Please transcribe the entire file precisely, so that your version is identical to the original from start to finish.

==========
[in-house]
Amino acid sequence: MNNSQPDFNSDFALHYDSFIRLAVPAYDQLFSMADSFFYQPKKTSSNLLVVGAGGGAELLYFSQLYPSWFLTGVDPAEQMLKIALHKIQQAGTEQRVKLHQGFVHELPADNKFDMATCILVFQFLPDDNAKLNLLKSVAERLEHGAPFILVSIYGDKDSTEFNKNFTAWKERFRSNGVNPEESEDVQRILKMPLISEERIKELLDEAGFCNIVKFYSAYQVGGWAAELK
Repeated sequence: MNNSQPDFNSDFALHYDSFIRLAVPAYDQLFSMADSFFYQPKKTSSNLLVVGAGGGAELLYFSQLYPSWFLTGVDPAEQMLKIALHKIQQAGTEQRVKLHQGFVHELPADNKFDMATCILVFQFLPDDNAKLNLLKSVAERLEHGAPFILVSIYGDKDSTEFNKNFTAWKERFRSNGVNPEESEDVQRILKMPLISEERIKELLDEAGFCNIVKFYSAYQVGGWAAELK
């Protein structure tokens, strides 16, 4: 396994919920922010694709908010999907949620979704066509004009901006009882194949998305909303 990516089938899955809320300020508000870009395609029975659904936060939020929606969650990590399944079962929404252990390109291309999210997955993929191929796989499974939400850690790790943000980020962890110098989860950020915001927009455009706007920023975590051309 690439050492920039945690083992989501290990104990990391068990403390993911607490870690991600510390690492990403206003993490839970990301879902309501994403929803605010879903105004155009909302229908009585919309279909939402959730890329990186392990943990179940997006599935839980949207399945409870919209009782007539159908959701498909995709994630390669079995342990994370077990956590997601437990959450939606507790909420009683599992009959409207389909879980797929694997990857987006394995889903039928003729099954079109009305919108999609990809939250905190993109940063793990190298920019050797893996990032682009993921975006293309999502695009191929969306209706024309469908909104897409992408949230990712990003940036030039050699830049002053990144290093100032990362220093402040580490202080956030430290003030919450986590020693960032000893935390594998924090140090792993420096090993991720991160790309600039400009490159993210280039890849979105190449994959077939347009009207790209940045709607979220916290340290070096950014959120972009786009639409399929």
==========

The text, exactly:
[in-house]
Amino acid sequence: MNNSQPDFNSDFALHYDSFIRLAVPAYDQLFSMADSFFYQPKKTSSNLLVVGAGGGAELLYFSQLYPSWFLTGVDPAEQMLKIALHKIQQAGTEQRVKLHQGFVHELPADNKFDMATCILVFQFLPDDNAKLNLLKSVAERLEHGAPFILVSIYGDKDSTEFNKNFTAWKERFRSNGVNPEESEDVQRILKMPLISEERIKELLDEAGFCNIVKFYSAYQVGGWAAELK
Repeated sequence: MNNSQPDFNSDFALHYDSFIRLAVPAYDQLFSMADSFFYQPKKTSSNLLVVGAGGGAELLYFSQLYPSWFLTGVDPAEQMLKIALHKIQQAGTEQRVKLHQGFVHELPADNKFDMATCILVFQFLPDDNAKLNLLKSVAERLEHGAPFILVSIYGDKDSTEFNKNFTAWKERFRSNGVNPEESEDVQRILKMPLISEERIKELLDEAGFCNIVKFYSAYQVGGWAAELK
């Protein structure tokens, strides 16, 4: 396994919920922010694709908010999907949620979704066509004009901006009882194949998305909303 990516089938899955809320300020508000870009395609029975659904936060939020929606969650990590399944079962929404252990390109291309999210997955993929191929796989499974939400850690790790943000980020962890110098989860950020915001927009455009706007920023975590051309 690439050492920039945690083992989501290990104990990391068990403390993911607490870690991600510390690492990403206003993490839970990301879902309501994403929803605010879903105004155009909302229908009585919309279909939402959730890329990186392990943990179940997006599935839980949207399945409870919209009782007539159908959701498909995709994630390669079995342990994370077990956590997601437990959450939606507790909420009683599992009959409207389909879980797929694997990857987006394995889903039928003729099954079109009305919108999609990809939250905190993109940063793990190298920019050797893996990032682009993921975006293309999502695009191929969306209706024309469908909104897409992408949230990712990003940036030039050699830049002053990144290093100032990362220093402040580490202080956030430290003030919450986590020693960032000893935390594998924090140090792993420096090993991720991160790309600039400009490159993210280039890849979105190449994959077939347009009207790209940045709607979220916290340290070096950014959120972009786009639409399929």